North ski fields face opening delay

By Kieran Campbell

From left, Edward O'Brien, Kate O'Brien, Nikki Crowther and Koby Crowther at Mt Hutt yesterday. Photo / Supplied
From left, Edward O'Brien, Kate O'Brien, Nikki Crowther and Koby Crowther at Mt Hutt yesterday. Photo / Supplied

Skiers will be praying for snow at Mt Ruapehu this week amid fears the Turoa ski area may not be able to open on Saturday as scheduled.

While the South Island froze last week, little snow dropped on to Mt Ruapehu.

Yesterday there were mostly bare rocks on the slopes that were scheduled to open next weekend.

The Mt Ruapehu website reported there was zero snow coverage at Turoa and the same at the Whakapapa ski area which was set to open a week later on June 23. The 50cm which blanketed the South Island last week continued to thaw yesterday but the reprieve could be short.

Canterbury would enjoy fine weather this weekend but a cold snap was expected to bring the region's temperatures into single digits this week.

"It's going to be darn cold," said MetService meteorologist Daniel Corbett.

"Everything's on the menu" for the next few months and there was the chance of more snow storms and icy weather, he said.

The National Institute of Water and Atmospheric Research (Niwa) has forecast "near normal" weather for the next three months.

For almost every region in New Zealand, Niwa was predicting a 50 per cent chance of average winter temperatures and a 40 per cent chance of average rainfall.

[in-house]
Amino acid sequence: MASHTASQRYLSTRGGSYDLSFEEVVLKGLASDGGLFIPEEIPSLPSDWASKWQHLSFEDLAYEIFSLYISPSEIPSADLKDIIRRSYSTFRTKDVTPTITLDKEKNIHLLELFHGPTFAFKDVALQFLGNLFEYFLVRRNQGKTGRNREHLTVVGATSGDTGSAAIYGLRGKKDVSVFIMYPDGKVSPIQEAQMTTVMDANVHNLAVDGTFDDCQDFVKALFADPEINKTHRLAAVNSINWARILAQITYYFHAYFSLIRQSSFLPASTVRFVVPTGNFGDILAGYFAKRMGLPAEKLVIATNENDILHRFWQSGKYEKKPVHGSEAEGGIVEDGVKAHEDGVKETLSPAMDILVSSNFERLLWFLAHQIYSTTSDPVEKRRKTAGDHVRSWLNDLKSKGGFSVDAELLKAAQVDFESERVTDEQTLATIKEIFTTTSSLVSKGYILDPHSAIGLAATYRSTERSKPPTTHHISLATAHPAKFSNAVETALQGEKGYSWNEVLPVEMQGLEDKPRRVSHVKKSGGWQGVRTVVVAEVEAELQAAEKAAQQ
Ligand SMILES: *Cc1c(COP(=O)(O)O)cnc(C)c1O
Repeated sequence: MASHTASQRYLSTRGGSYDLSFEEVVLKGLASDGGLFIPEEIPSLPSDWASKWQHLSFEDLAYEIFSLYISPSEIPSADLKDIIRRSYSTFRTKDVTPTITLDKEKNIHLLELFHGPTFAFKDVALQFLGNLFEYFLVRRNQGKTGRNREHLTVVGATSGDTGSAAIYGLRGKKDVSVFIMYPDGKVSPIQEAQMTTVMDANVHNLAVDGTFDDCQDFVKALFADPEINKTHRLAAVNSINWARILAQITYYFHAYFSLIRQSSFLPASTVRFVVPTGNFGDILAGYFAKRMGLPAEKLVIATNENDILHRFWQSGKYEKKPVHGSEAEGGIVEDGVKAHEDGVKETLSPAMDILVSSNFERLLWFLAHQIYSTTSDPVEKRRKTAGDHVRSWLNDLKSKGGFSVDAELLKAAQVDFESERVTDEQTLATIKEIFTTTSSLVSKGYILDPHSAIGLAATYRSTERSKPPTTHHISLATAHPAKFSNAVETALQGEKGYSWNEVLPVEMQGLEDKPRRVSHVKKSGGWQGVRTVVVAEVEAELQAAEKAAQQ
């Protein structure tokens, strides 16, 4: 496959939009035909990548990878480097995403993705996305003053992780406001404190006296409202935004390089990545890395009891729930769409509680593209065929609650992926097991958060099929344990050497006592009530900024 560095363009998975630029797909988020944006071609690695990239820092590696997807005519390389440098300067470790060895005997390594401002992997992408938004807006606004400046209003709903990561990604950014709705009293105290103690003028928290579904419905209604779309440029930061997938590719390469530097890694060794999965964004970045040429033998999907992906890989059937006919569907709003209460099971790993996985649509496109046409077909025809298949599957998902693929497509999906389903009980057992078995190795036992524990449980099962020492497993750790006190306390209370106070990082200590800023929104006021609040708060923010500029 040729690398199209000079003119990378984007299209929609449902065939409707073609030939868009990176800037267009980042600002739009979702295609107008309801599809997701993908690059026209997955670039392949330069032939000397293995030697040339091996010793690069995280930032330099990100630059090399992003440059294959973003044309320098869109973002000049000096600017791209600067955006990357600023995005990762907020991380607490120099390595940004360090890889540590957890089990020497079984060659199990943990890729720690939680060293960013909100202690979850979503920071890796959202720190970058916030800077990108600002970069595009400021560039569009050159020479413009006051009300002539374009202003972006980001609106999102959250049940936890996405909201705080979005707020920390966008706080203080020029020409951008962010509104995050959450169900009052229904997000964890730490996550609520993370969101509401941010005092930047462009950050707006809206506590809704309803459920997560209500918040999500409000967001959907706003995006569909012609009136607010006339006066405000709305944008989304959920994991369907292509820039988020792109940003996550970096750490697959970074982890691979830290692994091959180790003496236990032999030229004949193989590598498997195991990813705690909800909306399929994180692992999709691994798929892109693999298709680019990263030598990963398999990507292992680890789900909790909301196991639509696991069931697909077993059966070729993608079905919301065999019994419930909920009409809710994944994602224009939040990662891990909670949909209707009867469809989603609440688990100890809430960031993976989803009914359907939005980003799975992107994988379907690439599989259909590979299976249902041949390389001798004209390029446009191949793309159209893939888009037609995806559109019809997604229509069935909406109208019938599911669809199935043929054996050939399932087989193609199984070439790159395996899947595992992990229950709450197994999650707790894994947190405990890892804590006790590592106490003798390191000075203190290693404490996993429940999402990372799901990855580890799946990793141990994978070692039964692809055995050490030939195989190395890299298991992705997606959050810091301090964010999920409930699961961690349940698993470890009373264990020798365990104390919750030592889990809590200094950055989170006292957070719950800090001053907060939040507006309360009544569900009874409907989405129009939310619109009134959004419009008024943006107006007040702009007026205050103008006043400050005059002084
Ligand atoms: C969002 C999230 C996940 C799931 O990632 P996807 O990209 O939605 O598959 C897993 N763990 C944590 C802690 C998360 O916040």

Niwa's autumn review reported record sunshine across much of the South Island and western North Island.

Of the six main centres in autumn, Auckland was the warmest, Tauranga the sunniest, Wellington the wettest and cloudiest, and Christchurch the coolest and driest.

However, WeatherWatch analyst Philip Duncan has an icier prediction. He said the weekend's fine weather would be short-lived and he anticipated two cold snaps this week.

Duncan predicted New Zealand was six times more likely this winter to have a nation-wide polar blast similar to the one which brought snow to Auckland last year.

"There's still a 70 per cent chance we're not going to get a repeat of last August. We need quite a few things to fall into place ... [but] we've got all the right ingredients to have another nationwide polar blast."

This weekend's "drier and sunnier" weather was a small blessing as winter started to set in, Duncan said.

Wellington's infamous wind was blamed for blowing a pedestrian into the harbour yesterday morning. A cafe worker pulled him from the water and he was taken to hospital for observation.

A drier-than-normal autumn was welcomed by farmers across New Zealand after a soggy start to the year.

Ian Mackenzie, the grain and seeds chairperson for Federated Farmers, said the "lovely, dry, mild autumn has set us up nicely for winter".

Last week's snowstorm did little to frustrate farmers, except those who lost electricity, Mackenzie said.


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